Pho Gia Truyen – Old Quarter
If there is one dish you must eat during your trip to Vietnam, it’s a steaming bowl of phở bò. No dish is more synonymous with Vietnamese cuisine than this delicious beef noodle soup. And in Hanoi, the most famous pho bo joint is Phở Gia Truyền Bát Đàn, or just Pho Gia Truyen as it is typically referred to.
It’s easy to spot this unassuming little pho restaurant due to the long queue of hungry locals waiting patiently for a bowl of soup. The restaurant consists of just a counter for ordering and a dozen or so squat metal tables for patrons to share while slurping down their noodles.
Ordering is simple since the only thing on the menu is beef pho. The only decision you’ll need to make is what cut of beef you want in your soup: bò chín (sliced well-done brisket), bò tái (sliced rare tenderloin), or nạm (flank).
And the best part is the price – a bowl of pho at this long-standing Hanoi institution will set you back just 50,000 VND or ~ $2.20.
Nick & Val from Wandering Wheatleys
Chusa Vietnamese Cuisine – Au Trieu Street, Old Quarter
If you’re looking for a slightly more up-scale dining experience in Hanoi Old Quarter, Chusa Vietnamese Cuisine is an excellent choice. The location on Au Trieu Street in the heart of the city makes it the perfect spot for a mid-day break from sightseeing or souvenir shopping. Sit upstairs on the balcony, which directly overlooks the magnificent St. Joseph’s Cathedral.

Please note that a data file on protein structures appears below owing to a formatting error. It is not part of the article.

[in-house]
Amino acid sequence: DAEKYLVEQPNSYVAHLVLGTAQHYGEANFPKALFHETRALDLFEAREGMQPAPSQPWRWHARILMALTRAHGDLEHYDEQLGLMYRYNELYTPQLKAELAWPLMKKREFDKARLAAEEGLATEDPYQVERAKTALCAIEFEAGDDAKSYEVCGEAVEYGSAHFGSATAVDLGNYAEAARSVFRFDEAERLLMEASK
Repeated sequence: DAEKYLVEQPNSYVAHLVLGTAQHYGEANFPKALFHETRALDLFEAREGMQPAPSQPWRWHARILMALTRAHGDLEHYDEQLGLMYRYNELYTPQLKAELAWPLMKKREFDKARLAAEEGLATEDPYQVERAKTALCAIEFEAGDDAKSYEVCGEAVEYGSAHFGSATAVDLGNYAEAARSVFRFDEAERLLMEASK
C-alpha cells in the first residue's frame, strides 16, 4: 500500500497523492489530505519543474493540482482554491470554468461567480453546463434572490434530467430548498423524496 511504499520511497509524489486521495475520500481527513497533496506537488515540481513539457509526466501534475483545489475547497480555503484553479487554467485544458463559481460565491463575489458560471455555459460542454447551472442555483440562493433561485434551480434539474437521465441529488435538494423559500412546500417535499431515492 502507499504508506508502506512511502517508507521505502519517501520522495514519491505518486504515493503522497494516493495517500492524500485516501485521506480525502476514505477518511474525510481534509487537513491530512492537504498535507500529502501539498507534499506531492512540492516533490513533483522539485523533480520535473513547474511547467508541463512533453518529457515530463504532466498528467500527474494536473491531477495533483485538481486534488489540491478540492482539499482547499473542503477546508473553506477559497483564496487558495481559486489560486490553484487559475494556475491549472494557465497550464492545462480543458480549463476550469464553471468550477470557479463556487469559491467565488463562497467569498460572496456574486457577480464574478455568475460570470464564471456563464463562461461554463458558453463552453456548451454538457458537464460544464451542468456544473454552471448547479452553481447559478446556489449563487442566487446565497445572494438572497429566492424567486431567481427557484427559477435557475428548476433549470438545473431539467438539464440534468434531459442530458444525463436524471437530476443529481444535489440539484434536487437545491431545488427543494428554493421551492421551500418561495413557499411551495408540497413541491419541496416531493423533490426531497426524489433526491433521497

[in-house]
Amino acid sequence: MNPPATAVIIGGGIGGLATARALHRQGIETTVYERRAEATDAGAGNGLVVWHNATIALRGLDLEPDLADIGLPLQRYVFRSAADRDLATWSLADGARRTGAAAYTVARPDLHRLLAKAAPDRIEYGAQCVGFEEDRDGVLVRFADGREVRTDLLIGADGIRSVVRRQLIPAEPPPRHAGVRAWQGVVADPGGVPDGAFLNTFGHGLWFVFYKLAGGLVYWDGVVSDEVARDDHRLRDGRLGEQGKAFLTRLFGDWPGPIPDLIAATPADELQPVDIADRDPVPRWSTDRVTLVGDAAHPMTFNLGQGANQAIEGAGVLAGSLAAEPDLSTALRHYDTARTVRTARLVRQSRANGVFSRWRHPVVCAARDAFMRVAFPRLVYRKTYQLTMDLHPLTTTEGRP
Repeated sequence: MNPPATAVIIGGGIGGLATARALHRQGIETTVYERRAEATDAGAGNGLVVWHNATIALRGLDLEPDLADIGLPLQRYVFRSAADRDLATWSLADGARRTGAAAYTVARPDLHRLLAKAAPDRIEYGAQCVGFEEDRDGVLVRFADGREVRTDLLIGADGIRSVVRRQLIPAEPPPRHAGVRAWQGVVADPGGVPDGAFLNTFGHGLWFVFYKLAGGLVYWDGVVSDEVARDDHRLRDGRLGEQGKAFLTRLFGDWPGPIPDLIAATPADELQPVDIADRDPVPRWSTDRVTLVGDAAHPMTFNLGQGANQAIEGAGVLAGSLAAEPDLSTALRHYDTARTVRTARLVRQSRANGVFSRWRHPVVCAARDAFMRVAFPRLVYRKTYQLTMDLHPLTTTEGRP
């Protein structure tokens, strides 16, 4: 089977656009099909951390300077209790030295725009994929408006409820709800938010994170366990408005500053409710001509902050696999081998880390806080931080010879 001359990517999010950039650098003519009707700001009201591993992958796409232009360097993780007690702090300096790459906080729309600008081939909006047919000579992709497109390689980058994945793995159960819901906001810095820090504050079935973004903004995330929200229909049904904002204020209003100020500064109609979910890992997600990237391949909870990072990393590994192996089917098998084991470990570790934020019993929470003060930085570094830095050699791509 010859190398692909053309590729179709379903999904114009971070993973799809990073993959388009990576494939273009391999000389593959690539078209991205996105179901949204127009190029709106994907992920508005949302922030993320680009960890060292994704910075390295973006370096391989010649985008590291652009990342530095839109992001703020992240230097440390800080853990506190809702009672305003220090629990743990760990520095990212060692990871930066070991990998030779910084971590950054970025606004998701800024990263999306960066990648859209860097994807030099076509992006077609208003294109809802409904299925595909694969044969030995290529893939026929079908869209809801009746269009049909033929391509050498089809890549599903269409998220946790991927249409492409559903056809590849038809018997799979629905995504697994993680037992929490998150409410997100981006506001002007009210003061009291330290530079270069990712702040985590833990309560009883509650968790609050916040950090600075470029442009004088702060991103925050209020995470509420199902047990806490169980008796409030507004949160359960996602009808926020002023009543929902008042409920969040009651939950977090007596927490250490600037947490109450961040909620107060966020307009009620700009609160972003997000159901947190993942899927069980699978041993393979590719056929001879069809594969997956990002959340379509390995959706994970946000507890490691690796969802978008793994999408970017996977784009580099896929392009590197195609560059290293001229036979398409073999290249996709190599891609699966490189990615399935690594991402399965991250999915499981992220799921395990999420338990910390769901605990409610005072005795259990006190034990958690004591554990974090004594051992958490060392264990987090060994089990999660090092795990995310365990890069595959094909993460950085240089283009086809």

The menu, like the décor, is clean, fresh and modern. Each dish is prepared with immaculate attention to detail and beautifully presented on traditional Vietnamese ceramics. Sharing plates include moreish lotus chips, and there’s an entire menu devoted to spring rolls. For mains, ‘Grilled Beef in a Bamboo Tube’ is one of Chusa’s specialties. Cooked in a fragrant sauce and served in a piece of bamboo, it’s quite unlike anything else I’ve eaten in Hanoi. Another signature dish is the water spinach tempura, which matches Japanese techniques with local ingredients. Vegetarian options are available, and wine, beer and cocktails are also served.
Prices are a little higher but still very reasonable. Expect to pay around 100,000 VND for a sharing plate or 135,000 VND for a main. Chusa is open daily from 10am to 10pm – advanced bookings can be made through their website.
Emily from WanderLush
Grandma’s Restaurant – Hoan Kiem District
Located in the centre of the Old Quarter in Hanoi, Grandma’s Restaurant is a beautifully appointed choice if you are looking for something special and traditional while you are in Hanoi. They base their cooking style on traditional northern Vietnam and serve everything from seafood to beef to chicken and duck. They can also adapt meals to be vegetarian.
There are no wrong choices on their menu – everything is great! When we visited, I enjoyed the traditional roast duck, while my 11 year old son loved their grilled chicken with lemongrass. Both were generous in size and delicious. I also enjoyed a sneaky glass of white wine.